SEAPL1 : Original philosophical writings.

SEAPL2 : Religious philosophical writings which are influenced by Hindu, Buddha, Islam and Judeo-Christian religious traditions.

SEAPL3 : Modern/Postmodern philosophical writings which are influenced by Modern/Postmodern Western philosophical traditions.

We think that the most difficult to get is the original Southeast Asian philosophical writings. What we meant by “original”? Is it in our own local languages and our own cosmological type of thinking? Is there any such writing? Or, in our own languages, but cosmologically alien to our own type of thinking? This may be come from SEAPL2 and SEAPL3. Or, in whatever language, but represent our own cosmology? What is our own cosmology? What defined our own cosmology? What is cosmology? And many more questions. We leave this discussions on documentation problem, and come to the next problem of designing a research program to develop our own philosophical system.

2. Research Program in Developing SEA Philosophical Tradition

Our objective here is to systematically develop our own philosophical system, which then can be compare to the others philosophical systems such as Greek, India, Islam and the West. The main idea is to set up a method of filtering any incoming philosophical systems to Southeast Asia. But, still our first problem in this program is to go back to the phase of documentation mentioned earlier in Section 1. Later on then, we have other items that really design to do analysis on any philosophical writings. And it is not easy to do, as easy as saying it. We list out in the following all of the program’s items :

i. Documentation of philosophical writings.

ii. Studying our own philosophical writings.

iii. Studying the current development in philosophy (mostly from the Modern/Postmodern Western tradition) and some others philosophical systems such as Greek, Islam, Hindu and Buddha.

iv. Comparing our own philosophical system and the current (or/and others) philosophical system. Its objective is to get some of our own philosophical concepts which are alien to the current (or/and others) philosophical system.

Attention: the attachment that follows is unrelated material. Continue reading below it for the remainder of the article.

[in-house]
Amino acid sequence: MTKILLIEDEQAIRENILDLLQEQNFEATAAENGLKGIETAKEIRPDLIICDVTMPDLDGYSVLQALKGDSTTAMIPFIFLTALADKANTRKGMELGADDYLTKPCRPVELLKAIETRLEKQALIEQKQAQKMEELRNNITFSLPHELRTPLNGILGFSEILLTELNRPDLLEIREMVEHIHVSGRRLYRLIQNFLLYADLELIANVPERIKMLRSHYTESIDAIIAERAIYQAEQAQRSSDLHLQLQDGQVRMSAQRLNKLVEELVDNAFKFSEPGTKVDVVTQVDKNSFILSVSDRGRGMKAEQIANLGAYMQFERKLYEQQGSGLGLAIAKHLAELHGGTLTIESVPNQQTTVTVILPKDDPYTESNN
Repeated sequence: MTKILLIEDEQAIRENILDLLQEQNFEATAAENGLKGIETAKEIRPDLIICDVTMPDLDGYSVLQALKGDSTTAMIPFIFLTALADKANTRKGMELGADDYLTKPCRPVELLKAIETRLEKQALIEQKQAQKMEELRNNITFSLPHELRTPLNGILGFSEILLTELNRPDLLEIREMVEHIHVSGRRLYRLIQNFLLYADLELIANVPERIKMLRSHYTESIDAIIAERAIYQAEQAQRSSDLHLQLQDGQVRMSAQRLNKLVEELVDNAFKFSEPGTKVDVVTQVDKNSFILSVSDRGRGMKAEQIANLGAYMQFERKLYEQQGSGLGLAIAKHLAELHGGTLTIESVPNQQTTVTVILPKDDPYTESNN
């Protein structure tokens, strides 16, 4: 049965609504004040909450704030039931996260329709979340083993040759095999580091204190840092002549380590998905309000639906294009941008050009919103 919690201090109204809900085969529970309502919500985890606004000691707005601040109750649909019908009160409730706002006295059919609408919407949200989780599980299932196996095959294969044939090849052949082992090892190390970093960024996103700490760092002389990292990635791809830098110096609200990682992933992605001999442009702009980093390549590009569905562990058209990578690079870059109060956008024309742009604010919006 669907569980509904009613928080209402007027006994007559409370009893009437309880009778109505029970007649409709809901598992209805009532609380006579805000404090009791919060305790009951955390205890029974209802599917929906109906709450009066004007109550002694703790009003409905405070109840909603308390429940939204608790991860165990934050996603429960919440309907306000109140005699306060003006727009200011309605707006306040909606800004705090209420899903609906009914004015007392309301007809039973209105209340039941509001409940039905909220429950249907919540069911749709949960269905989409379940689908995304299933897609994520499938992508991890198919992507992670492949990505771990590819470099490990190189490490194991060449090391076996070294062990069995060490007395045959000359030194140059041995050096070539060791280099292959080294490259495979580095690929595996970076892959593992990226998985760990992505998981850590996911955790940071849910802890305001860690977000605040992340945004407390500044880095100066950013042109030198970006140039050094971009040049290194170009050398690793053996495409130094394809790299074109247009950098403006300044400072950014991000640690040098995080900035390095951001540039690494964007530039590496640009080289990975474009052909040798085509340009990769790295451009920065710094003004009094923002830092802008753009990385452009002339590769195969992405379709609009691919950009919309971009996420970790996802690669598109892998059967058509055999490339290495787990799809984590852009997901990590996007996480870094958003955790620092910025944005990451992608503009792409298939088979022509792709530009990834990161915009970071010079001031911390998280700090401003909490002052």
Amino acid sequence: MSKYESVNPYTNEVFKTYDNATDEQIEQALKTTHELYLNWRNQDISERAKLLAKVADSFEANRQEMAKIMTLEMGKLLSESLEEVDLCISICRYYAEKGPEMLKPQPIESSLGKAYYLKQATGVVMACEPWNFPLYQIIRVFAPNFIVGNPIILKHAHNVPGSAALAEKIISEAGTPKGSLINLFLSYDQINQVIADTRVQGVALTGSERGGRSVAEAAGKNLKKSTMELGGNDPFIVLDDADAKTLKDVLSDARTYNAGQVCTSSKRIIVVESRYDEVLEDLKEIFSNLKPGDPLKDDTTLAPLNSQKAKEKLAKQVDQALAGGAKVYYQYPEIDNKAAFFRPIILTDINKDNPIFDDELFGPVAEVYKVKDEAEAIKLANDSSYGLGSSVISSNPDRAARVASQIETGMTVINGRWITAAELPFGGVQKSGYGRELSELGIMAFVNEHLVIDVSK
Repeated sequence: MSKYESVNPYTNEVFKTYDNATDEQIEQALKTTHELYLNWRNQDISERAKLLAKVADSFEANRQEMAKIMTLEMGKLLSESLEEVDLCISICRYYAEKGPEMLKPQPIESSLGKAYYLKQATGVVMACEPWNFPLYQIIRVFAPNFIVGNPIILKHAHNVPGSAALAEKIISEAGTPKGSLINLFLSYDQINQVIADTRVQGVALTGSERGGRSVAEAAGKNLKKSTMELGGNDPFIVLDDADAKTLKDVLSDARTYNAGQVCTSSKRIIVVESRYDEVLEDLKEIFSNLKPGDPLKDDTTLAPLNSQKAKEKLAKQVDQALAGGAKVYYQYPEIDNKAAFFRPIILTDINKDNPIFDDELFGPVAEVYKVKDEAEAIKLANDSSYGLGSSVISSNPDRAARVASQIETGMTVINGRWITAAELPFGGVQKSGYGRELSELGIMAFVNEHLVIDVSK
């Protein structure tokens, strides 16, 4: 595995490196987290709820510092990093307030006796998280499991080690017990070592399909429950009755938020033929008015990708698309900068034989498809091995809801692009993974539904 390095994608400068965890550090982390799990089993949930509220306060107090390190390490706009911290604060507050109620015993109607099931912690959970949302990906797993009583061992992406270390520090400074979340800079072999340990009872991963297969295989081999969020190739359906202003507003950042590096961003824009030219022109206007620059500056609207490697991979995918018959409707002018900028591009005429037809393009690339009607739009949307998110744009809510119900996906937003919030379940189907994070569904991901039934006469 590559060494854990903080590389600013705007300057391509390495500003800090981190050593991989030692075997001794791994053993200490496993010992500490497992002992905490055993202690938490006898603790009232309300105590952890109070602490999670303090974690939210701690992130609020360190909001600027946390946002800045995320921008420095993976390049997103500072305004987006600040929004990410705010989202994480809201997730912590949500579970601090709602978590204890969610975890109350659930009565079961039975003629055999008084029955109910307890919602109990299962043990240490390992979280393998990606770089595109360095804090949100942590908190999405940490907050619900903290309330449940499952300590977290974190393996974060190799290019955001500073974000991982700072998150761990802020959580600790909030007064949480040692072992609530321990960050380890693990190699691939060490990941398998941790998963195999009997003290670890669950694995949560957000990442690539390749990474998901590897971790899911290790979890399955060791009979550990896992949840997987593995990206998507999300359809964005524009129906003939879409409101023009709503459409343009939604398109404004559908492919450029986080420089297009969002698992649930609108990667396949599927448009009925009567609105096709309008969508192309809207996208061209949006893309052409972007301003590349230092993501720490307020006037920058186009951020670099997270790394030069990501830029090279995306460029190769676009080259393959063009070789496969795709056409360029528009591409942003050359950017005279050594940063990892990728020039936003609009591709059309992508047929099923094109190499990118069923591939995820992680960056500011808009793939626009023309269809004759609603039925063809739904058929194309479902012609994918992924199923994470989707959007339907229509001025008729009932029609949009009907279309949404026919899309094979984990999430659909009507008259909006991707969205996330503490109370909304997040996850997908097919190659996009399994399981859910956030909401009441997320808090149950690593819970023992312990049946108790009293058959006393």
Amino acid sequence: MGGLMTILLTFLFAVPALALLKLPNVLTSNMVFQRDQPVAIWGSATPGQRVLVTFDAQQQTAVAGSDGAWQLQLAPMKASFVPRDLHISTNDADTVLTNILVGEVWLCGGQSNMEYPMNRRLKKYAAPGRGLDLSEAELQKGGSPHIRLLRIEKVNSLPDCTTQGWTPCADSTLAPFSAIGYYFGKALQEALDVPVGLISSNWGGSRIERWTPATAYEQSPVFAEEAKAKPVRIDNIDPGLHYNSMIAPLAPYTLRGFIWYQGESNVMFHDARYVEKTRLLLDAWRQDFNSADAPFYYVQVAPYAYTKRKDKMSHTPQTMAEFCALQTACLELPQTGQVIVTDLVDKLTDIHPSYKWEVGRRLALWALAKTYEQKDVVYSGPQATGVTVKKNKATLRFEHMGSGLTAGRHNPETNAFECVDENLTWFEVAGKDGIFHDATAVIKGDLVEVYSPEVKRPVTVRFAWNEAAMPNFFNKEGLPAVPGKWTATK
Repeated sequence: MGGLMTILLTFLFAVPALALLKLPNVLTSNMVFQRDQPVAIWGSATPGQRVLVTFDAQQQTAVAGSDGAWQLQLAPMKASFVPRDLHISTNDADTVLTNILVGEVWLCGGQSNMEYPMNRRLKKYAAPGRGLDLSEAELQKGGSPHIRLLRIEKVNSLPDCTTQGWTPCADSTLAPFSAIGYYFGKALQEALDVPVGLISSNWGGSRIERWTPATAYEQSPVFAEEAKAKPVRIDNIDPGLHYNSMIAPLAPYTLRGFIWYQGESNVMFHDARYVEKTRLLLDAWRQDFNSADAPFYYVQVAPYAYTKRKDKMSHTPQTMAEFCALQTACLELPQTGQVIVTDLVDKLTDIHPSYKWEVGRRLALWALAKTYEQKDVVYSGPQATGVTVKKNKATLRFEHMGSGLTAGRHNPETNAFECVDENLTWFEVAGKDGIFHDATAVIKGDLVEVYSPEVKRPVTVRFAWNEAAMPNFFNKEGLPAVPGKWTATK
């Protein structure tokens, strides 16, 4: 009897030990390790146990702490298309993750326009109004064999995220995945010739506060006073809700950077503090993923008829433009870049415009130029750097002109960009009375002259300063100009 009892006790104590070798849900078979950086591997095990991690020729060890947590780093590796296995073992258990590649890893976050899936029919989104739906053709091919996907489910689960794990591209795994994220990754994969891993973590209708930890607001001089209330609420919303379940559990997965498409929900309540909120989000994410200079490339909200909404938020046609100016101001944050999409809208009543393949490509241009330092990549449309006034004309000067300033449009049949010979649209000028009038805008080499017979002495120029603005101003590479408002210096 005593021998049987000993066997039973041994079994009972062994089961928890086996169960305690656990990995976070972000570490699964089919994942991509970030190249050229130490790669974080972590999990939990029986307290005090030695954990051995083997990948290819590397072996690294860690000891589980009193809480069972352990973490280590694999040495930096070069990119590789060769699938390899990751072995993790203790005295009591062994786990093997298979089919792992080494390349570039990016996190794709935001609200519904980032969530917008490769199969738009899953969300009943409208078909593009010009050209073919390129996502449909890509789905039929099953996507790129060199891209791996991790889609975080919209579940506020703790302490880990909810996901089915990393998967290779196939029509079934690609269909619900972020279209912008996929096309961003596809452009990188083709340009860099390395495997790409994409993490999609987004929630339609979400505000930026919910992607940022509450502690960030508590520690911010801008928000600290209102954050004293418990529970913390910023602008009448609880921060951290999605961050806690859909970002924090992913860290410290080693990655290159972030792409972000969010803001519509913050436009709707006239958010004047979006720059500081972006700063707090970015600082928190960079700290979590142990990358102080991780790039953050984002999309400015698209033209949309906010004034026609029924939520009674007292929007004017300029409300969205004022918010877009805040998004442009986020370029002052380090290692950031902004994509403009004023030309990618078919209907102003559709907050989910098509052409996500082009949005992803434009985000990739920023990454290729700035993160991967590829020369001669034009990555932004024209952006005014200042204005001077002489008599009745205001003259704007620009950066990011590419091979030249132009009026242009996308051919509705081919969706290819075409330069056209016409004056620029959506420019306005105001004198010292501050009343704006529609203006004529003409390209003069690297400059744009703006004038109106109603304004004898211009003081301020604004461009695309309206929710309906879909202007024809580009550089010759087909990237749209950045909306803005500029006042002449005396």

v. Developing those of our own “new/old/alien/potential concepts” by using the current methods of philosophical developments.

Observe that items (ii) and (iii) should be put in our universities education, so that we will have many potential young philosophers that understood at least two philosophical systems, their own and outsider. Do we have now Basic Degree in Philosophy in our universities around Southeast Asia? The items (iv) and (v) should be programs in our research institutes. This can further strengthen the above basic philosophical educations. What’s still not answered till now is, what is our own philosophical writings? Do we have such a materials?

Our next discussion will only particularly giving information about the earliest philosophical writings in Funan, translated by Paramartha into Chinese around 6th Century AD. We also have information about philosophical writings in Sriwijaya, Java and Myanmar, but will not be discuss here.

3. Funanese Philosophical Literature

Our interest of discussion in this section going back to what we wrote in the abstract. Among 76 books translated by Paramartha, we managed to give 40 Chinese titles with double entry on Tarkasastra of Vasubandhu. May be Paramartha did not happy with his first translation on 472S/550AD, and do it again in 486S/564AD. Till now, we can only get at about 10 equivalent titles in Sanskrit. We still don’t know whether all of this books did have their Funan/Khmer title. And lastly, we want to mention also that all of Asanga, Vashubandhu and Dignaga books listed above are classified as Buddhist Epistemology and Logic. This may be the reason why the second most important Hindu Epistemology and Logic book written by Vatsyayana title Nyayasutra Gautama around 3rd Century AD being recorded in King Yasowarman Inscription dated 810-840S/888-918AD. Vatsyayana book was explaining the earliest book written by Gautama (not Gautama Buddha) title Nyayasutra. Refer to paper written by the first writer Mohammad Alinor (2007). All of the books written by Asanga, Vashubandhu and Dignaga are actually a critical commentary on Gautama’s and Vatsyayana’s books.